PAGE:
Two cutting-edge programs in neuroplasticity come together for a synergistic impact in brain health

Abilities Neurological Rehabilitation (ANR) is excited to announce a new, collaborative treatment program to help individuals in the Fraser Valley who are living with chronic physical and cognitive symptoms following brain injury. The collaboration will combine two innovative, evidence-based programs under one roof at the Surrey Neuroplasticity Clinic.

We are excited to be bringing these disruptive, transformative neuro-technologies and cutting-edge programs together for the first time in one clinic."

Heather Branscombe, Clinical Director and CEO of Abilities Neurological Rehabilitation

The first program uses a revolutionary medical device called the PoNSTM (Portable Neuromodulation Stimulator), which is intended to treat chronic balance deficit resulting from traumatic brain injury or concussion. A small, paddle-shaped mouthpiece is held in the mouth and delivers a mild electrical current through the tongue to the brain. When paired with physical therapy, the PoNS device is thought to promote neuroplasticity, or the brain's ability to adapt, rewire and reorganize itself by forming new neural connections. The device has been shown to be safe and effective in clinical trials and has been used successfully by the Surrey Neuroplasticity Clinic for the last year.

The second is the ABI Wellness program, which is an innovative, interdisciplinary cognitive intervention program focused on improving higher order function (focus, attention, brain fog, memory, etc.) through a series of physical and cognitive exercises. This neuroplasticity-focused program has successfully helped individuals regain brain function following brain injury and resulting in a 77 per cent return to work rate and significant improvements in quality of life.

Objective clinical outcomes will be measured throughout the paired programs to track improvements using state-of-the-art technologies such as the NeuroCatch Platform - a neuro-physiological brain function assessment.

"Often times, people who suffer from chronic brain injuries don't have many options following traditional rehabilitation which usually focuses on the first two to three months of recovery and only one area of treatment at a time (brain function or physical function)," continues Branscombe. "Now, with the combined PoNS Treatment and ABI Wellness programs, we are able to offer innovative treatments for both cognitive and physical symptoms together, all under one roof, in collaboration with the Surrey Neuroplasticity Clinic."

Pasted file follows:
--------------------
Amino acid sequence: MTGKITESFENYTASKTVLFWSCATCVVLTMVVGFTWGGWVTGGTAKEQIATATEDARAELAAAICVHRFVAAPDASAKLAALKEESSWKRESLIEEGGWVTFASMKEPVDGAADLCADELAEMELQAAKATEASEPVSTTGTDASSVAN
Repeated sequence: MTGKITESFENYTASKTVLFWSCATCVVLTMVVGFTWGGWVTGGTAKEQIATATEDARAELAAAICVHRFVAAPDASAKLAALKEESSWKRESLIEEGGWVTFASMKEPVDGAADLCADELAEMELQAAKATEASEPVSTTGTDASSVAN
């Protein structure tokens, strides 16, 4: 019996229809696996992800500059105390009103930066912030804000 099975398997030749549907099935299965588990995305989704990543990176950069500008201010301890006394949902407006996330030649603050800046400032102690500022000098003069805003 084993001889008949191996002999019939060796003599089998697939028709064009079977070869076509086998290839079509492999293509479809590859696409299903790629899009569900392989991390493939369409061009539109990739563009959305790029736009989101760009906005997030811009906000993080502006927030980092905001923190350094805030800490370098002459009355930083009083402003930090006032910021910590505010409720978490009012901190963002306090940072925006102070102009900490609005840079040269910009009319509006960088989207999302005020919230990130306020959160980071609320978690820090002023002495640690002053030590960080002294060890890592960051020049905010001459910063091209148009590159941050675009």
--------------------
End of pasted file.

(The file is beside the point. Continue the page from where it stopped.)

Following a brain injury, individuals can suffer from a wide range of symptoms. Sometimes these symptoms impact brain function (thinking, concentration, focus, or fatigue) or physical function (mobility, balance, dizziness). For many, there will be a mixture of both. After traditional rehabilitation, many patients continue to live with ongoing symptoms with limited treatment options, which often means living with a greatly reduced quality of life.

"We know that with the right combination of stimulation, challenge, and repetition, the brain can permanently rewire itself physically and functionally," says Sonia Brodie, VP Services at the Surrey Neuroplasticity Clinic. "We are thrilled to be working with ANR to bring together these two transformative brain health innovations that are built on the principles of neuroplasticity, with the goal of helping the brain change and recover after injury, so we can positively impact and transform the lives of those suffering from chronic brain injuries and concussions."

This is especially exciting for a past client of ANR, Clayton Pelletier and his mother Janis.

"After Clayton's injury, he needed a significant amount of rehabilitation. Unfortunately, this care was not located in one place and required significant travel which was extremely challenging on both Clayton and his support team. Having a program like this under one roof will be a game-changer for people recovering from brain injury," says Janis Pelletier, mother of Clayton Pelletier and former client of ANR.

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